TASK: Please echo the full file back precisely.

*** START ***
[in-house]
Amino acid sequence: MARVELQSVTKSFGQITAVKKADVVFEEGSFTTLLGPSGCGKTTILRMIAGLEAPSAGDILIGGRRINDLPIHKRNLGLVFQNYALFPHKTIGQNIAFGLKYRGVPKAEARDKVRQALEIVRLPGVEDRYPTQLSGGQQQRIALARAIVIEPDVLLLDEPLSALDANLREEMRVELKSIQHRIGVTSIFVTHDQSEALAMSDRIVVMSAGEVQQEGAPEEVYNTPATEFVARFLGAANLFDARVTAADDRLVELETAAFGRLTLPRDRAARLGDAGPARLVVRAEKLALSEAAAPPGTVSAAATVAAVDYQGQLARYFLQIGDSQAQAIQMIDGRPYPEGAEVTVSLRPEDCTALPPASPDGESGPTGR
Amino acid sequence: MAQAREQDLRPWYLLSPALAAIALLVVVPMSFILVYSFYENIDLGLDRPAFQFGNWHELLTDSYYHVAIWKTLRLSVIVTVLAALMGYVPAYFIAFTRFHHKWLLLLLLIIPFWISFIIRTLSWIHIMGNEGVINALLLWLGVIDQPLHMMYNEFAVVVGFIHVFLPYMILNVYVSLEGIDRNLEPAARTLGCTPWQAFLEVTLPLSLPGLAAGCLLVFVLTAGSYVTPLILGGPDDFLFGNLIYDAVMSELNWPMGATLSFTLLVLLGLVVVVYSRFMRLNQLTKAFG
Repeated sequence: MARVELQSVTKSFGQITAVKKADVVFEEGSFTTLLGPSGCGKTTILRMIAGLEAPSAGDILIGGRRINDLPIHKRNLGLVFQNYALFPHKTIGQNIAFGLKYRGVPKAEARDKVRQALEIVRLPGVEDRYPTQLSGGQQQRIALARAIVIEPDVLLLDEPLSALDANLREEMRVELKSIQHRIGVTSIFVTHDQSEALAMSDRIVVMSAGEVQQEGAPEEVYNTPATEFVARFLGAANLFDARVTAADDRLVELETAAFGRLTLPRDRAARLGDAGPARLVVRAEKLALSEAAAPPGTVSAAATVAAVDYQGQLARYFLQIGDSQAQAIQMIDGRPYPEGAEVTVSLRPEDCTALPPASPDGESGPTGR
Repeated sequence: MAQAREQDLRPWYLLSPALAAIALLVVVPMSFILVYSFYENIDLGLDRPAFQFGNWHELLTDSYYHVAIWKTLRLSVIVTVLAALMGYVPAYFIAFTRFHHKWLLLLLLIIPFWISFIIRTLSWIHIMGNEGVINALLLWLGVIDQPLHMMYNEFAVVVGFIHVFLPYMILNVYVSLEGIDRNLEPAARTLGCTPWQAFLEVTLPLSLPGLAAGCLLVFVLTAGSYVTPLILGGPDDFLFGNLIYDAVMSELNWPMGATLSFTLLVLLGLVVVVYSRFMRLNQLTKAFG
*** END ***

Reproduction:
[in-house]
Amino acid sequence: MARVELQSVTKSFGQITAVKKADVVFEEGSFTTLLGPSGCGKTTILRMIAGLEAPSAGDILIGGRRINDLPIHKRNLGLVFQNYALFPHKTIGQNIAFGLKYRGVPKAEARDKVRQALEIVRLPGVEDRYPTQLSGGQQQRIALARAIVIEPDVLLLDEPLSALDANLREEMRVELKSIQHRIGVTSIFVTHDQSEALAMSDRIVVMSAGEVQQEGAPEEVYNTPATEFVARFLGAANLFDARVTAADDRLVELETAAFGRLTLPRDRAARLGDAGPARLVVRAEKLALSEAAAPPGTVSAAATVAAVDYQGQLARYFLQIGDSQAQAIQMIDGRPYPEGAEVTVSLRPEDCTALPPASPDGESGPTGR
Amino acid sequence: MAQAREQDLRPWYLLSPALAAIALLVVVPMSFILVYSFYENIDLGLDRPAFQFGNWHELLTDSYYHVAIWKTLRLSVIVTVLAALMGYVPAYFIAFTRFHHKWLLLLLLIIPFWISFIIRTLSWIHIMGNEGVINALLLWLGVIDQPLHMMYNEFAVVVGFIHVFLPYMILNVYVSLEGIDRNLEPAARTLGCTPWQAFLEVTLPLSLPGLAAGCLLVFVLTAGSYVTPLILGGPDDFLFGNLIYDAVMSELNWPMGATLSFTLLVLLGLVVVVYSRFMRLNQLTKAFG
Repeated sequence: MARVELQSVTKSFGQITAVKKADVVFEEGSFTTLLGPSGCGKTTILRMIAGLEAPSAGDILIGGRRINDLPIHKRNLGLVFQNYALFPHKTIGQNIAFGLKYRGVPKAEARDKVRQALEIVRLPGVEDRYPTQLSGGQQQRIALARAIVIEPDVLLLDEPLSALDANLREEMRVELKSIQHRIGVTSIFVTHDQSEALAMSDRIVVMSAGEVQQEGAPEEVYNTPATEFVARFLGAANLFDARVTAADDRLVELETAAFGRLTLPRDRAARLGDAGPARLVVRAEKLALSEAAAPPGTVSAAATVAAVDYQGQLARYFLQIGDSQAQAIQMIDGRPYPEGAEVTVSLRPEDCTALPPASPDGESGPTGR
Repeated sequence: MAQAREQDLRPWYLLSPALAAIALLVVVPMSFILVYSFYENIDLGLDRPAFQFGNWHELLTDSYYHVAIWKTLRLSVIVTVLAALMGYVPAYFIAFTRFHHKWLLLLLLIIPFWISFIIRTLSWIHIMGNEGVINALLLWLGVIDQPLHMMYNEFAVVVGFIHVFLPYMILNVYVSLEGIDRNLEPAARTLGCTPWQAFLEVTLPLSLPGLAAGCLLVFVLTAGSYVTPLILGGPDDFLFGNLIYDAVMSELNWPMGATLSFTLLVLLGLVVVVYSRFMRLNQLTKAFG